Why ‘Lesbians Who Tech’ vs. ‘Queer Women Who Tech’

The great debate between using ‘lesbian’ or ‘queer’ to describe LGBTQ women and why it matters so fucking much.

First, I want to acknowledge words matter. They have and always will have more weight than we often realize. I’m reminded of this today, more than ever, since we live in a country where we elected a man who says things like,

“I Think Everyone Can Agree Rosie O’Donnell 
Deserved to Be Called a Fat Pig.”

WTF? (Rosie, we ❤ you.)

This man has also said derogatory and demeaning things about women, Muslims, immigrants…the list goes on and on. And these words matter. They matter to me, to the women in our nation, to our youth. These words impact people in big and small ways.

And while the choice between using the word ‘lesbian’ vs. ‘queer’ (or even the word women) isn’t the same type of discussion, I know these words (and all the words we choose) have impacts both big and small on LGBTQ women, the LGBTQ community, and our allies.

First and most importantly, let’s talk about the goal of Lesbians Who Tech + Allies. This queer, inclusive, and badass community of queer women and gender nonconforming people in tech, and the people who love us. (They love us so much they read our run-on sentences.)

From our start, the goal of Lesbians Who Tech has been to provide value to LGBTQ women in technology. We do that by building community, increasing our visibility, and increasing the pipeline of LGBTQ women in tech. But after four years of organizing a gender-aware community, it’s obviously become clear to me that the power of queer women and gender nonconforming people are intimately linked. That’s why over time we’ve come to use more inclusive language to paint a respectful and reflective picture of the diversity of our people.

Over the course of this evolution, I have probably spent hundreds of hours contemplating, discussing and debating the question of ‘lesbian’ vs ‘queer’ and written hundreds of emails to passionate Lesbians Who Tech members who disagreed with the name and wanted us to change it to a name they felt was more inclusive.

I’m proud of every hour of these dialogues. Proud, despite the exasperation. Proud that people care enough about this community to wrestle about these contentious, imperfect words.

Below, I’ll share the email I shared with folks in 2014, when Lesbians Who Tech was in its infancy.

But before I share that, I want to say this: I 100% believe Lesbians Who Tech’s growth is strongly correlated to our name. Lesbians Who Tech.

It’s clear. It’s sticky. It’s memorable, and it evokes emotion–albeit sometimes discomfort. In a nutshell, it’s accessible. Despite the magnificent inadequacies.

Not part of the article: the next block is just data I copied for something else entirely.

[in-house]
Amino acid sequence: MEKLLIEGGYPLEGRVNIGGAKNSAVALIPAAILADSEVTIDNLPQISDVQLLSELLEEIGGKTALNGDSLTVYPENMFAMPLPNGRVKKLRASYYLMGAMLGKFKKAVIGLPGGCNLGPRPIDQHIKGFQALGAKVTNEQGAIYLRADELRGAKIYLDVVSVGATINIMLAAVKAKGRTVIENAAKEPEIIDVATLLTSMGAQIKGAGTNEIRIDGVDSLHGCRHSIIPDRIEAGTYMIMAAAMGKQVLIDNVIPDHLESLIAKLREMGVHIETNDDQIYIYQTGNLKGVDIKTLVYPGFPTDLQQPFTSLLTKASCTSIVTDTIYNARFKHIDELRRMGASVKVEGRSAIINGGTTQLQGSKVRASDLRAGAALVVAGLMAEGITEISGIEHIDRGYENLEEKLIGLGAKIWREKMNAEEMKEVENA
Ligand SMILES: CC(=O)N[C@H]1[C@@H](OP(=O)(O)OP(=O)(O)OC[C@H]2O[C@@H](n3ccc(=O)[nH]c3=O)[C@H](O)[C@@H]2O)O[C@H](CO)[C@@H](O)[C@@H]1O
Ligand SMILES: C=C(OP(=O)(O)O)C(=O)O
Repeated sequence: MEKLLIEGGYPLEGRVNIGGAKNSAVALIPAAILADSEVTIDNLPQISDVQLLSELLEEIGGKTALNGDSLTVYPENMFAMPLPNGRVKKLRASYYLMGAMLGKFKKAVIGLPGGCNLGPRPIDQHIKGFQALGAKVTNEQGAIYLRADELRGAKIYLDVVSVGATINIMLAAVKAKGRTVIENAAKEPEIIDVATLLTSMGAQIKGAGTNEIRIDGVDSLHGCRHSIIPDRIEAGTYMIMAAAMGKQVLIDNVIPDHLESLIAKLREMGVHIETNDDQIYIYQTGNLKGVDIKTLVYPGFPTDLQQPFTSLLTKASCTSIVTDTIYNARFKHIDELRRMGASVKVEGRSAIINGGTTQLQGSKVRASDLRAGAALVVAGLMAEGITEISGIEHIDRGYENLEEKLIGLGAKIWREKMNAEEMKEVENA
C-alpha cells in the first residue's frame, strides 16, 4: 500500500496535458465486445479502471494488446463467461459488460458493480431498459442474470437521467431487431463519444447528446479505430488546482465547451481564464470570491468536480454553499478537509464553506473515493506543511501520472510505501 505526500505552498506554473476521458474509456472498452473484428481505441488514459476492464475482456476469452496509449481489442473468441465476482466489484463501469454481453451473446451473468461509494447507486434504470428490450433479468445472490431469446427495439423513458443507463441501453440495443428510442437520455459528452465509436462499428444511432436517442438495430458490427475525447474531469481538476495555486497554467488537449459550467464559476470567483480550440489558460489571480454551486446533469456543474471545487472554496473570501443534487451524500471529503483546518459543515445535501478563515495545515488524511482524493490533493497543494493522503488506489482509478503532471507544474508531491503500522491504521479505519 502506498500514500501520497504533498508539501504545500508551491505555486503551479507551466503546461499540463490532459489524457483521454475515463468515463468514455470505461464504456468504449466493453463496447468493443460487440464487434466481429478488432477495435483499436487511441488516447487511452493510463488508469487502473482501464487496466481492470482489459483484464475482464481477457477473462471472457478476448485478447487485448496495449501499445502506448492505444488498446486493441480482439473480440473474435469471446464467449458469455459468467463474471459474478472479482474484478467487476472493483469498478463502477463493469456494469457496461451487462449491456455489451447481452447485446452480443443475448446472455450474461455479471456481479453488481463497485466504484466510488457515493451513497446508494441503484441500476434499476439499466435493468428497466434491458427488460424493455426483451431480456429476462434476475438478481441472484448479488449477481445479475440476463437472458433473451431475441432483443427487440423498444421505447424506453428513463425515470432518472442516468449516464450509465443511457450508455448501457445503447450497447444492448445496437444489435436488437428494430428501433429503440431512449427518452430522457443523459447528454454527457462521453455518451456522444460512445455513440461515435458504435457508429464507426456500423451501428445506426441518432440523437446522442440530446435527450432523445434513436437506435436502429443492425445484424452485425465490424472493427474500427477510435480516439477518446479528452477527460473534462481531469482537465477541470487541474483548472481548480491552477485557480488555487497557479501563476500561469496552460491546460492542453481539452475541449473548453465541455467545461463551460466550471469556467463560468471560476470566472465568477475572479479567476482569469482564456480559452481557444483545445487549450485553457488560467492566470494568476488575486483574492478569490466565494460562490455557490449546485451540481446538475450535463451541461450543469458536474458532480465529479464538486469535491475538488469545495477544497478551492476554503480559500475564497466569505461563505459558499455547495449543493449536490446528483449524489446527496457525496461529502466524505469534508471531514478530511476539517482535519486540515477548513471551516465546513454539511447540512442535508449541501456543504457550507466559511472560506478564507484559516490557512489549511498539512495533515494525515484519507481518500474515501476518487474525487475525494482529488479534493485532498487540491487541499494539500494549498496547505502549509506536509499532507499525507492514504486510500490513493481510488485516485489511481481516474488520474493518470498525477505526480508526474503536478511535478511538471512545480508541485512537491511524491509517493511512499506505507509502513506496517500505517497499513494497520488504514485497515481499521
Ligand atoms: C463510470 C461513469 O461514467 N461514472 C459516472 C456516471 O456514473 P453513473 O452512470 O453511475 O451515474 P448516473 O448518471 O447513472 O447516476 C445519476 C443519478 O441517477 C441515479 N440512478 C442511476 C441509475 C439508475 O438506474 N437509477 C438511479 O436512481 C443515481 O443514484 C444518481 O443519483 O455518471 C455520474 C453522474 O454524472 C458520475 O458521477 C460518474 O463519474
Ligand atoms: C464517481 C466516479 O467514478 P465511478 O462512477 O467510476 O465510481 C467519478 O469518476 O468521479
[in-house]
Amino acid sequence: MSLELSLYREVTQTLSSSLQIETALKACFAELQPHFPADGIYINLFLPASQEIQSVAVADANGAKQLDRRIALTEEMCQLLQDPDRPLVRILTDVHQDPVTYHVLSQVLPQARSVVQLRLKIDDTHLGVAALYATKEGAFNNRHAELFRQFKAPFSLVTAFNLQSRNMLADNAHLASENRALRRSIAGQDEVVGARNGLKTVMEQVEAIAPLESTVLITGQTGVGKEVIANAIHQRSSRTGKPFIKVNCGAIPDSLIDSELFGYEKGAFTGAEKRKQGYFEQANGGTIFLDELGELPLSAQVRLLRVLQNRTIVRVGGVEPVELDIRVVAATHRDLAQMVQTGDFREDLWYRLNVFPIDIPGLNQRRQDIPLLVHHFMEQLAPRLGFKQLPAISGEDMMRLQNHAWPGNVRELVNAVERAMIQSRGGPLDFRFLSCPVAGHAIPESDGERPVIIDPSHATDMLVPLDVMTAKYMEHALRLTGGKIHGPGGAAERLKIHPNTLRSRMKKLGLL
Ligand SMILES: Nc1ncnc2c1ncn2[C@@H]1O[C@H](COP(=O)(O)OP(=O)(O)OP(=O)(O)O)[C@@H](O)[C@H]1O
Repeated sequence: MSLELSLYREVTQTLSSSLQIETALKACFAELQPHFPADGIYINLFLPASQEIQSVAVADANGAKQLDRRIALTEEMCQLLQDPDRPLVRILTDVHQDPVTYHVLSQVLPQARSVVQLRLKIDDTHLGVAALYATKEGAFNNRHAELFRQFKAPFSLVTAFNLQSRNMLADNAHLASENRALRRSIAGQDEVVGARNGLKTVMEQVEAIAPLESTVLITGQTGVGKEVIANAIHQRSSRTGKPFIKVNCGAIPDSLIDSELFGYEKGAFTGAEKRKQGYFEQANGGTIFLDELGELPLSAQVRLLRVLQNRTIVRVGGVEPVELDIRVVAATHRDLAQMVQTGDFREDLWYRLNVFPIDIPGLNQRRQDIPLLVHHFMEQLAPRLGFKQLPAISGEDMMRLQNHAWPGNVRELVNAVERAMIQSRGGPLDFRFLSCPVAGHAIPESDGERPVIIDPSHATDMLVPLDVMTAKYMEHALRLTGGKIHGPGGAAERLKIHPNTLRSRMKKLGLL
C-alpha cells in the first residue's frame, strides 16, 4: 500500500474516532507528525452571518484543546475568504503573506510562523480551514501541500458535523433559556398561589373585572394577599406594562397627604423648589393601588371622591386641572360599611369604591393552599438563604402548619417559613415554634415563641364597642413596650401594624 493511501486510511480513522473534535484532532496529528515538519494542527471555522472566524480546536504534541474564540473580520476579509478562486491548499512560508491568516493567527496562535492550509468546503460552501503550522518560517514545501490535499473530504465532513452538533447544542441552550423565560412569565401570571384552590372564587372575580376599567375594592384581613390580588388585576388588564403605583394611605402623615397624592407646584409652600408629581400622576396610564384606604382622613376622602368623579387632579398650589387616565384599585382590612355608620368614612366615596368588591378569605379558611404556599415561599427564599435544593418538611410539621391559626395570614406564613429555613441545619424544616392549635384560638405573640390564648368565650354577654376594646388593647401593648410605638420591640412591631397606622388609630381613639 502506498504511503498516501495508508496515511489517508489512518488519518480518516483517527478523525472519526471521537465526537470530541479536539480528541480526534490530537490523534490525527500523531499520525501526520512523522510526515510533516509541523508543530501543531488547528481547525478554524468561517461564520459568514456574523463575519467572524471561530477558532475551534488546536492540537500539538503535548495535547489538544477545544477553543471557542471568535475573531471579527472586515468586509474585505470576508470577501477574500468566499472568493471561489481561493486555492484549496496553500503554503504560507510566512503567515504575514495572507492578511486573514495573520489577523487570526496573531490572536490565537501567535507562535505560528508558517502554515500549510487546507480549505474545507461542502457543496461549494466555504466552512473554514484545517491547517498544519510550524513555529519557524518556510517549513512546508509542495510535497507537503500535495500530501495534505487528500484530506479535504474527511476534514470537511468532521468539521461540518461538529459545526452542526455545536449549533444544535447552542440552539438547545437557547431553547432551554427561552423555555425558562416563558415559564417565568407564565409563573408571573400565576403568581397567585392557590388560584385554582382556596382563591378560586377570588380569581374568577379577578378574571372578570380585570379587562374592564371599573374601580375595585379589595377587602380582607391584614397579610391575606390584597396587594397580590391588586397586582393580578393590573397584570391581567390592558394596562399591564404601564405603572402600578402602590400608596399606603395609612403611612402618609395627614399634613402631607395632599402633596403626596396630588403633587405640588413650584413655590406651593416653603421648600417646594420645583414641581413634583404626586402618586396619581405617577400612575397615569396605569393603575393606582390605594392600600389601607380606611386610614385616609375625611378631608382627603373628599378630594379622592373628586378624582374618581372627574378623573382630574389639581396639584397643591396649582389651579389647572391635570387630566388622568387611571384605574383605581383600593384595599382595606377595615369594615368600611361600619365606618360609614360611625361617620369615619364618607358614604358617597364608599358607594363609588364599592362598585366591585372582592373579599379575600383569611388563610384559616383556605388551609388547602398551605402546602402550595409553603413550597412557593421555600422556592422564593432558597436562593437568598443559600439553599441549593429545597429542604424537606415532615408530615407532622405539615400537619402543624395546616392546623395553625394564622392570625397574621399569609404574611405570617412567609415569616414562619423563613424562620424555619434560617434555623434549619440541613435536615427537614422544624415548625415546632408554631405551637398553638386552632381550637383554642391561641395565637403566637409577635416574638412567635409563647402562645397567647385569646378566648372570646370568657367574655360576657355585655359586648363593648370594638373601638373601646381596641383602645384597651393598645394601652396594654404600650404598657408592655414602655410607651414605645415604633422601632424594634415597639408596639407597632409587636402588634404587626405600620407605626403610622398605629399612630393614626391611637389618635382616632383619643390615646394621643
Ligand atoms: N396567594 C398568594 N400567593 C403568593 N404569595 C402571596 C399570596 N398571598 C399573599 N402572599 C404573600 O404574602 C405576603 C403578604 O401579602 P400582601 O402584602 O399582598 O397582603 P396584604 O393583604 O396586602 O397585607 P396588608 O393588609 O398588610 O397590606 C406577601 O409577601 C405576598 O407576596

At first, I intentionally chose the name because I wanted to reclaim the word lesbian, make it cooler. (Yes, the word skews older, less hip, more white, and more small town.) And generally (because this is a generalization), younger, more hip, self-labeled ‘queers’ do not identity with such a stale and stiff word.

Let’s be real. *I* don’t even love the word! It’s long, has way too many syllables, and sounds more like a disease than an identity! Lesbian.

But, it’s the only single world in the English language that means both gay and female. And it’s our word, goddammit. The word Lesbian is queer. Which is, you know, so gay.

So here’s the old email. If you’ve been in the community for a while, you may have your own copy in your inbox. If you do, it means you helped build this community.

Thank You.

* * *
Dear _________ ,
Thank you so much for your feedback. Please know, this is something I do not take lightly, and I am 100% open to discussing, debating and revisiting the name of our community.
When thinking about the name there’s a few things I’d love you to consider:
Queer used to be derogatory term. Generally, I find older LGBTQ women do not like the word ‘queer’ because it used to have very negative connotations. Unless you live in Brooklyn or ‘The Bay,’ i.e. geography matters in whether or not you describe yourself as lesbian or queer.
A lot of allies do not understand the word queer. I’ve spent more conversations than I can count explaining what queer means.
The word, “lesbian” is dying and we use it less and less. Why? LGBTQ women opt of “lesbian” for a more inclusive acronym or ‘queer.’ However, that means that the word ‘lesbian’ is literally being used less and less.
LGBTQ women fought to have a word that means being both gay and female. The history of our movement has historically been not only male, but sexist. The history of the feminist movement hasn’t exactly been inclusive of lesbians. It’s important to honor the word lesbian.
Lesbian spaces are dying. Literally, they are going going out of business. There have always been fewer lesbian bars than gay bars, fewer lesbian blogs, than LGBTQ blogs (which are basically led and for gay men) and we continue to see lesbian nights end and lesbian bars become something else, i.e. die.
Acronyms are not great from a branding perspective. Our name is very clear and people understand what and who are very quickly.
I’ve failed to think of a name that both honors the word lesbian, our history and simultaneously be inclusive. Instead I’ve opted for using both lesbian and queer in everything we do, always.
I am open to other ideas. Big and small.
We not only use both terms everywhere, but we are committed to making sure transgender and bi-sexual women are represented.
I know this is not a perfect solution and we are open to new ways to make people feel included.
Does calling the organization this mean we are excluding people?
With love and respect,
Like what you read? Give Leanne Pittsford a round of applause.

From a quick cheer to a standing ovation, clap to show how much you enjoyed this story.